Sue Martin: Not very long at all. I would say in training, with all four of them, now five of them. Seeing Eye provides absolutely wonderful instruction, and they provide the same instruction to every student. So we’re all taught similar ways to handle our dogs throughout the dog’s working life. But we are also human beings with our own instincts and sometimes we’re going to follow those instincts regardless of what the school said.

Sue Martin and Quan in front of the Freedom Tower in Manhattan
Sue Martin and her seeing-eye dog, Quan, stand before the Freedom Tower in Manhattan. (Photo Credit: Sue Martin)

Thomas Logan: You have a lot of great stories in your book. Could you share one with us?

Sue Martin: It’s the chapter when I bring my first dog Sadie home, and I’m describing arriving at the Birmingham airport. My instructor had told me to leave the plane with a flight attendant and just walk Sadie at heel. And this little imp that’s been riding around on my shoulder all my life speaks with a mocking tone and is sometimes a little sarcastic. And he said, “Oh, go ahead and work her, it’ll be so much more impressive.” And so I did, and it was perfectly fine.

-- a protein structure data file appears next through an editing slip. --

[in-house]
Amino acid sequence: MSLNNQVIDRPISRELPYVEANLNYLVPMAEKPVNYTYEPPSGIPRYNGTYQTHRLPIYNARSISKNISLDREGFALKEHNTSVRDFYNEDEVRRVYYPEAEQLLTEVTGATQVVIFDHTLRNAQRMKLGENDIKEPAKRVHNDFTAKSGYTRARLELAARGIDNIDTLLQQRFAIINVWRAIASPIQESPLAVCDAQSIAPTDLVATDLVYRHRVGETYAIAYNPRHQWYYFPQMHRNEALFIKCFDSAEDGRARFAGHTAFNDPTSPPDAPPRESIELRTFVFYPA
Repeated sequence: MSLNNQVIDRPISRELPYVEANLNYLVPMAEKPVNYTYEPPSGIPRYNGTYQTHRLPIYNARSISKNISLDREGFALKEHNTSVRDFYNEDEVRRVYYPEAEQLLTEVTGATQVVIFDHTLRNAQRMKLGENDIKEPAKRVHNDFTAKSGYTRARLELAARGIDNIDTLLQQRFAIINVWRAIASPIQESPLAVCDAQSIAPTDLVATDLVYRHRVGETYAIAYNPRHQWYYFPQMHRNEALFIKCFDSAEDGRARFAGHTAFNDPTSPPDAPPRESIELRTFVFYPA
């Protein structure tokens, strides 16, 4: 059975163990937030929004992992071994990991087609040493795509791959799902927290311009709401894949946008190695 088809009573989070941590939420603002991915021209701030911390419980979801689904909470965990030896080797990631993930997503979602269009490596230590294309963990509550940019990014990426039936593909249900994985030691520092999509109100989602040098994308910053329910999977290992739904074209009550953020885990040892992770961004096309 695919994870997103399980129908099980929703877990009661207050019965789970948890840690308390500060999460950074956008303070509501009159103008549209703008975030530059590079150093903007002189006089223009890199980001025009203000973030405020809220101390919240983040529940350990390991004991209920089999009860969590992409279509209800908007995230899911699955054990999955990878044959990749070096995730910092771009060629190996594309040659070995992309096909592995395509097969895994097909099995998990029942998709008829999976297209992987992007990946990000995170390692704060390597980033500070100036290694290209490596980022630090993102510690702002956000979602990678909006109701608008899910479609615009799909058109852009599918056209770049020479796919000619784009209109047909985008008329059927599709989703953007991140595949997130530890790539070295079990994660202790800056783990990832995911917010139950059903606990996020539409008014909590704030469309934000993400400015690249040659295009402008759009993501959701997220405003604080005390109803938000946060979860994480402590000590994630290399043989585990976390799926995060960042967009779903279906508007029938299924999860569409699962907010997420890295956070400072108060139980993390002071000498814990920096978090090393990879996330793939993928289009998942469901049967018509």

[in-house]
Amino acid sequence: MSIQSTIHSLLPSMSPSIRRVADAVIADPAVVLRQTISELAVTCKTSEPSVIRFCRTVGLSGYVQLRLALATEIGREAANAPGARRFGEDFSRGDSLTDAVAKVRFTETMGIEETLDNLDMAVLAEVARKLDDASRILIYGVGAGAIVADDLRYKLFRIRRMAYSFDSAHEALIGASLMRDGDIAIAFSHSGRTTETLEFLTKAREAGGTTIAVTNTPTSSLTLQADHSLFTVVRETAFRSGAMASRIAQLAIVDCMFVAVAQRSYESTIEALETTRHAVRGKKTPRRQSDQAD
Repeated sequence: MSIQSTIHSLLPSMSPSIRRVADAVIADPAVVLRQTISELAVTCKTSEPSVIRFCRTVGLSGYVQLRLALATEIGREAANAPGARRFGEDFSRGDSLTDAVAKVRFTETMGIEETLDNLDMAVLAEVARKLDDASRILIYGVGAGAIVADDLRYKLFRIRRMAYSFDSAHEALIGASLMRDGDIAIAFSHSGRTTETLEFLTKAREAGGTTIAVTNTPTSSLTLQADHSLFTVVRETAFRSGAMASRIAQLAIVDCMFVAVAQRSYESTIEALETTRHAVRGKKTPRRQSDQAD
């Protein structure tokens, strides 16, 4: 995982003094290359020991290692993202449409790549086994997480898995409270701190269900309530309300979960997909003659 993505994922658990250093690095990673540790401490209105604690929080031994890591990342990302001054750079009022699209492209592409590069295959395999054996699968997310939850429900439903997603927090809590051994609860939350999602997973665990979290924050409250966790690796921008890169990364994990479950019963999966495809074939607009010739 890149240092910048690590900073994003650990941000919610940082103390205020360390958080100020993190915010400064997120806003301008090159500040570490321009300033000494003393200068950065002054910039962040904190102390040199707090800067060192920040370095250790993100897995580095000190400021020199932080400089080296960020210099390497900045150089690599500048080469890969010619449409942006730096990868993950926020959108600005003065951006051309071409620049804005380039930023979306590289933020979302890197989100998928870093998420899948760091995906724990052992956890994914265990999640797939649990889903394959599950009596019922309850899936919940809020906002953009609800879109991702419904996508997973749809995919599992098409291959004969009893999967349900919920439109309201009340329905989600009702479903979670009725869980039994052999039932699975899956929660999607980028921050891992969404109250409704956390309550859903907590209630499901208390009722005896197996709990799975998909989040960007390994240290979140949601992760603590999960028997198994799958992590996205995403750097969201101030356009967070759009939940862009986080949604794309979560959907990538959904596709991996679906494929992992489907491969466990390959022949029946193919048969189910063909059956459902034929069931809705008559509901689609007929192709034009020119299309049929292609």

I think I have been extremely lucky since becoming blind in a lot of ways. I had incredible teachers, I had a very supportive family and community. And then I met Jim [laughs]. Jim has always encouraged me. Jim taught me to ski during our internships and he’s always encouraged me to push the envelope and never be afraid to go for my dreams.

I mean Jim and I hiked together in the Appalachian mountains before I even had a dog. It was just a different kind of experience. Because with a dog, you’re working with another living being. You’re taking in the world around you. You know the forest, the smells, the sounds; you also have this living being taking responsibility for your safety, and so you have that sensory experience as well as all the rest of it.

Thomas Logan: Over the years of having your five dogs, was there ever a time you didn’t have a dog?

Sue Martin: I unexpectedly had to retire my first dog and I went without a dog for about two and a half months. And then when Kismet died I went back to the cane for a month.

Thomas Logan: What are some ways it affected you when you didn’t have a dog?